A Market Morning

Every Saturday finds us at the Saco Farmers' Market without fail. Lately we've been chatting a lot with Dan Bedard from Seasonal Corner as featured in a previous post where he shared with us a recipe for Kale Chips. Today's visit with Dan brought news that a highfalutin NYC executive chef had gotten a hold of the recipe and went nuts for it. I don't doubt it. Don't sleep! Make yourselves some Kale Chips right now. Aside from kale, Dan had just what we've been anxiously awaiting for the last couple weeks. Garlic scapes were finally there this week! The idea is to hopefully work these into some biscuits so check back soon.

Not that Dan is the only farmer there. We're regulars to the Alewive's Brook Farm and, more and more now, Snell Family Farm's booths at the market. Today we picked up some gorgeous new potatoes and a hearty looking garlic stalk. It's our understanding that these are quite a lot more fibrous than young garlic greens and we're figuring they're prepared more as you would leeks. Do you, our readers, have any suggestions as to what you would like to see done with these ingredients? Toss your recipe requests our way, or share your own in the comments.

Today's haul:

  • garlic scapes, Seasonal Corner
  • swiss chard, Seasonal Corner
  • new potatoes, Snell Family Farm
  • garlic stalk, Snell Family Farm
See you all there next week!

A Non-Vegan Eating Vegan Meals

We've been looking for perspectives from others living in Maine and into local food. Being vegan wasn't a hard and fast prerequisite, just that those interested in submitting be open minded. It's important to understand that everyone started somewhere. It may be an ethical conflict that gets you started on the path to veganism. Maybe it's concern for the environment or personal well being. Veganism at it's roots is a rejection of violence. Violence to non-humans, the self, and the planet. I think our Twitter friend Marie from Freeport has been thinking about these things for a while. With that in mind, here's her guest submission.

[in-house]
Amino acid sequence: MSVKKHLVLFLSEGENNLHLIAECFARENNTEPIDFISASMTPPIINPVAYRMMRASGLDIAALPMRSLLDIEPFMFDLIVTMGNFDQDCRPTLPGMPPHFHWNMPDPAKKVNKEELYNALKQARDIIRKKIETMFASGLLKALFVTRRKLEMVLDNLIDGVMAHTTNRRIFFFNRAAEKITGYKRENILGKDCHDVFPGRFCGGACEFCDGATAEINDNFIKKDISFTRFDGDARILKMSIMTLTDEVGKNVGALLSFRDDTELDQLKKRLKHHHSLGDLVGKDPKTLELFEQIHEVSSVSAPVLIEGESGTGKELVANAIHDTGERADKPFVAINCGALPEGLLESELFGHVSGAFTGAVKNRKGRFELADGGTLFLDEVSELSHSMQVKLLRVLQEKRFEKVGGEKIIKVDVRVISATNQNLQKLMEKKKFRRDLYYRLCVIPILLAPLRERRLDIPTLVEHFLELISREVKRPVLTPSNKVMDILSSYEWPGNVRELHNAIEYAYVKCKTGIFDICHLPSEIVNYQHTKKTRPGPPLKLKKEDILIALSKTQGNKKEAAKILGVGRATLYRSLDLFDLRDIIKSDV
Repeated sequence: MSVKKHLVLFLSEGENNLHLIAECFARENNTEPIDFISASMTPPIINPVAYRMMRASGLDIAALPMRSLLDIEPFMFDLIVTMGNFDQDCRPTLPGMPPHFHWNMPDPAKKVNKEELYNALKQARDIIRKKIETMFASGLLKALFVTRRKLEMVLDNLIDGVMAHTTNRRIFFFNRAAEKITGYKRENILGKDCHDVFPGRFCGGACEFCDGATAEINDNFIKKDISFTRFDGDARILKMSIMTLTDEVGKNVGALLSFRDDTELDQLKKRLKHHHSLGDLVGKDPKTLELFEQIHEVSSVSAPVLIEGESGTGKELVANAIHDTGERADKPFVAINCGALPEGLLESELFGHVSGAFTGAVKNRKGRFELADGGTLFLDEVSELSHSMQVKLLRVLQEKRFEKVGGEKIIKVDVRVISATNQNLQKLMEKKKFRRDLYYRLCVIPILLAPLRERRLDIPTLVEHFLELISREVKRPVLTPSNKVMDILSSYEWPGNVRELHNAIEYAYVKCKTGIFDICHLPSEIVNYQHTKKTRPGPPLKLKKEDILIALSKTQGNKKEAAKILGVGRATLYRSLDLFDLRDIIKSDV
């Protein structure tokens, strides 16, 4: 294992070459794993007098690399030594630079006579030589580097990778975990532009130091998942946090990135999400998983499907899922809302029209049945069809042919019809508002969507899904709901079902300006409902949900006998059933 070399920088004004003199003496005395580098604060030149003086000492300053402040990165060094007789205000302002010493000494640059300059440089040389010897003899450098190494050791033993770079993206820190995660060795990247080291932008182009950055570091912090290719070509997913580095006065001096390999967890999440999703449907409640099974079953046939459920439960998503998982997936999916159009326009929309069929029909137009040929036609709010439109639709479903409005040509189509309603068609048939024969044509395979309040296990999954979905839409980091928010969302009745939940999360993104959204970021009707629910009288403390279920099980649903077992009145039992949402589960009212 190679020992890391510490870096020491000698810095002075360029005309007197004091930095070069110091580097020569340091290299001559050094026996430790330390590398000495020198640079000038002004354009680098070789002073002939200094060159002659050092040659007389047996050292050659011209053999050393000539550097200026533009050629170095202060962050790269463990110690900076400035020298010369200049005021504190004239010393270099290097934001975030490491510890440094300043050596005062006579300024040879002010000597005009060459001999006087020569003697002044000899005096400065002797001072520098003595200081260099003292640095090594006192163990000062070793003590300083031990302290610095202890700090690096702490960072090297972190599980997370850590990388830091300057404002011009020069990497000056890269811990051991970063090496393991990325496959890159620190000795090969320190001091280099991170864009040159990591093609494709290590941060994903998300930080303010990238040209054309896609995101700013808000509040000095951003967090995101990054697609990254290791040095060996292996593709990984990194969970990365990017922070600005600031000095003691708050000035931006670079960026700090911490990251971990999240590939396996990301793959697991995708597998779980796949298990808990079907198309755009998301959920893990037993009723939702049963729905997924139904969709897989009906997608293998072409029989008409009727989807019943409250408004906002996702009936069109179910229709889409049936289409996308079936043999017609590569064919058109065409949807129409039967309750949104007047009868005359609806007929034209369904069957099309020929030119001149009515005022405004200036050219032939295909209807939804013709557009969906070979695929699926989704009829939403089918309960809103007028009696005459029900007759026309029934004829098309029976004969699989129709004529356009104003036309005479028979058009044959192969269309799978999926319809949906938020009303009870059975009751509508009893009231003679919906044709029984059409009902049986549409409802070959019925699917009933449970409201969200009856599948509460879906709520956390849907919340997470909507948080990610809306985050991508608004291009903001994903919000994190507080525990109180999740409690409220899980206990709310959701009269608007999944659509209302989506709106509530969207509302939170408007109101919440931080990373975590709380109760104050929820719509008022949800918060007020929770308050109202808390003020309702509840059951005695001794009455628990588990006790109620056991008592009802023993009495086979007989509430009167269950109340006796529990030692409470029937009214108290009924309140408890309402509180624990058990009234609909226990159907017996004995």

A while back, I noticed some of the people in my Twitter stream talking about something called "Meatless Monday." I didn't know how it had started, but I thought, what a great idea! Pick one day a week and pledge to go meatless that day. I thought it was strictly for health reasons, but I figured, why not? Recently, I've done more and more reading about the campaign, and this is what I found out and how it's influenced me to eat less meat and animal products.

The Meatless Monday campaign has been around a while, apparently, but it's gotten much wider promotion due to Paul McCartney launching a Meat Free Monday campaign last year and getting his celebrity friends to join in. Here's an article with a short video, from June of 2009.

Before I realized exactly what Meatless Monday was all about, I had been eating vegetarian at least one day a week anyway. Growing up in a household where meat is the most important ingredient in any meal, even eating vegetarian a few days per week was a huge leap. Fortunately, my husband doesn't care what he eats, so there's none of the resistance people sometimes get from their spouses when they attempt to adopt a vegetarian or vegan lifestyle. Last week I made a potato curry dish, using a few cut-up potatoes boiled in water, and some sauteed garlic, onion and fresh ginger. When the potatoes got soft, I added a generous dollop of curry paste and some spinach. Served with a nice slice of crusty bread, it was a delicious meal, and I had the leftovers for breakfast the next morning. My husband enjoyed it and we felt a little healthier. I didn't miss the meat one bit!